& hybrids (3 types)  Hybrids (e.g. with In-
3. Polymer situ combustion)
 Surfactants  In-Situ upgrading
10
PURE SOLVENTS

Solvent: “A usually liquid substance capable of dissolving or


dispersing one or more other substances”

Dissolve: “To mix with a liquid and become part of the liquid”

Examples of Pure Solvents (Single component):


Propane
Butane
Pentane P
Chloroform
Ether L
Toluene V
Carbon di-sulfide
Di-chloromethane T
Etc.

11
HOW CAN VAPEX BE IMPROVED?

Unsuccessful VAPEX Field  Vapour solvent


Pilots diffusion into viscous
 e.g. Dover HO / bitumen is slow:

Tabs
D
mbit rsolv

 Methane & NCG


(solution gas)
“poisons” the process
12
SOLVENT EXTRACTION USING LIQUID SOLVENT IS FAST
1E-3
 Bitumen diffusion into liquid Total fluid flux
solvent is fast: D  Tabs m solv rbit  1E-4 Bitumen flux

Flux [ kg/ m2.s ]


1E-5
 Convective dispersion refreshes
solvent front 1E-6

1E+6 1E-7 Gravity


Drainage
1E+5 1E-8
Fluxes
Mass Flux [ g/m2.h ]

1E+4 1E-9
0 0.2 0.4 0.6 0.8 1
1E+3 Solvent mass fraction
Sand Packs
1E+2 NEI Sand Pack,2008
Hele Shaw Solvent is a pure
1E+1 Nsolv, prediction
VAPEX paraffinic H.C.
outliers
1E+0
VAPEX, prediction (e.g, C3, C4 or C5)
1E-2 1E-1 1E+0 1E+1 1E+2 1E+3 1E+4 1E+5 1E+6 1E+7
m/k.f [ cP/Darcy ]
13
Ref. Nenniger PETSOC 2008-139
TECHNOLOGY – CONDENSING SOLVENTS

Technology 100
Solvent at 40-60ºC instead of Steam

CO2 (kg/bbl oil)


80 STEAM
Fast extraction at Solvent interface 60
Upgraded product (less asphaltenes) 40

Small inventory (vapour) 20 Condensing


0 Solvent
Business Impact 0 100 200 300
Extraction Temperature (°C)
(comparison with Steam)
5x lower energy & GHG
Faster than SAGD, similar R.F.
50% lower Capex: (no water, no water use)
Applicable to low So, thinner resource (~5 m)
Commercialisation
Pilot & Demonstration by Technology Providers
Ref. N-solv website 14
SOLVENT EXTRACTION – FIELD TRIALS

 Nsolv pilot: Bitumen Extraction  Imperial: Cyclic Solvent Pilot


Solvent Technology

 SAGD Well Configuration  Reservoir Conditions 31 Bar / 19 C


 Operate 30-50 °C above Treservoir  Propane + diluent
 Faster than Steam Extraction  100,000 to 200,000 bbl/well; 5 cycles
 Produce Upgraded Product  Claim to have solution to manage
unstable displacement
Ref. AER website, N-solv website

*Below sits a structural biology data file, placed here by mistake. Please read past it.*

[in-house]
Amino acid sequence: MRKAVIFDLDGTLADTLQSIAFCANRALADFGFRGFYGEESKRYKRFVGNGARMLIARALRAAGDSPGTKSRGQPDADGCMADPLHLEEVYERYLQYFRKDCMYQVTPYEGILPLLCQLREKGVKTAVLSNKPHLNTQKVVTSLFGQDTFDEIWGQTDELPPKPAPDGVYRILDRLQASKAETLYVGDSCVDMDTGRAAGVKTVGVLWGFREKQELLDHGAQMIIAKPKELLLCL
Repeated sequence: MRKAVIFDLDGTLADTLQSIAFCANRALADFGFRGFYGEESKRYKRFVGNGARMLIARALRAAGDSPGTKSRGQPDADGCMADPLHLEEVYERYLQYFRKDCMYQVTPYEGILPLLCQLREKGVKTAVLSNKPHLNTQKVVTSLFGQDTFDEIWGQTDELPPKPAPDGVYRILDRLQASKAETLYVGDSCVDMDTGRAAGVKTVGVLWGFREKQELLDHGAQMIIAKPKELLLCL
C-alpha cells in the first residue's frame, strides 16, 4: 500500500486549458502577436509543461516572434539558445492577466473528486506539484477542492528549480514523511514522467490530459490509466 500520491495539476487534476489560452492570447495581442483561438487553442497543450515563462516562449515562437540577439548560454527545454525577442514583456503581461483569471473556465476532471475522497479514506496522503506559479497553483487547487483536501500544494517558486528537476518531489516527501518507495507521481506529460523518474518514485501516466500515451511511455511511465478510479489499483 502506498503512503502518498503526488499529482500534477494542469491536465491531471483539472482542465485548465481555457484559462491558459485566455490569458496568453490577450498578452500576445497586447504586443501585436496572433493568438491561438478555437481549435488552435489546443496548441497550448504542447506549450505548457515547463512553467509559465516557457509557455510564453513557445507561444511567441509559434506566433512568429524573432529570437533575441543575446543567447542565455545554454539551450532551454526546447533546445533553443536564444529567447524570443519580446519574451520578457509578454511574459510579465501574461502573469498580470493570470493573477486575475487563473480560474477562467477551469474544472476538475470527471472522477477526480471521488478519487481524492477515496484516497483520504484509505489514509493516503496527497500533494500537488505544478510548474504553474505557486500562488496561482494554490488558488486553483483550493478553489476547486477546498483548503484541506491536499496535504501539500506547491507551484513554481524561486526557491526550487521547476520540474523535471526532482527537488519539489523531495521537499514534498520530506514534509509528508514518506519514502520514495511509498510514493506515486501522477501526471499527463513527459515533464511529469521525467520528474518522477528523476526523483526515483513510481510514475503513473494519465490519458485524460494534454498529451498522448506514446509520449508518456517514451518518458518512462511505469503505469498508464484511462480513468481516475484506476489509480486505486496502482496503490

IPTC 18214 Boone et.al 15
ELECTRIC HEATING

16
FORMATION ELECTRICAL HEATING – 4 PROCESSES

Resistive – IUP process (Shell) Electro-thermal – (ET Energy)


GE GE ~ Hz
~ Hz

Production
Overburden Overburden well

Reservoir Reservoir
HEATING ELEMENT
Current
Electrode Electrode
Heating by Thermal Conduction Deep Heating by Ohmic Heating
of Formation Water
Induction – (Siemens) High Frequency (RF) – (Harris)
GHF ~ kHz GHF ~ MHz

Overburden Overburden

Reservoir Reservoir
CABLE LOOP ANTENNA

Heating by Eddy Currents in Di-Electric Heating of Formation


Formation Water where Formation Water
has Evaporated 17
Process – Formation “Joule” Heating (50-60 Hz)
ET Energy Vertical Well Pilot success (2011)
 Drill electrodes wells (around 25 m spacing)
 Apply e-power and pre-heat to 60-110 C
 1-2 years at 5A/m, Uniform Heating
 Produce oil by thermal expansion (5-10% OIP)
 Produce oil by (Foamy) Solution Gas Drive (15-25% OIP)
 Produce oil by EOR displacement method

Technology Challenges:
• Electrode Design not Mature
• Cooling of Electrode may be required
• Current Uniformity along Electrode

McGee JCPT Jan 2007, V46 #1


18
SPE 117470 McGee,
POLYMER FOR HEAVY OIL

19
Polymer for Heavy Oil EOR
Reduce Waterflood Mobility Ratio by increasing Viscosity of
Displacing Water (HPAM – Hydrolized PolyAcrylaMide)
 Mitigates Heterogeneity, Stabilises Injection Conformance

Polymer applications for typical Heavy Oil (benign conditions):


 Low Temperature T < 70-80 C
 Low Salinity environment <10,000 ppm TDS
 Medium/High Permeability K > 50 mD
 Polymers available with demonstrated stability at low cost and
ease of handling, i.e. HPAM
 Low/Medium Viscosity < 100 cP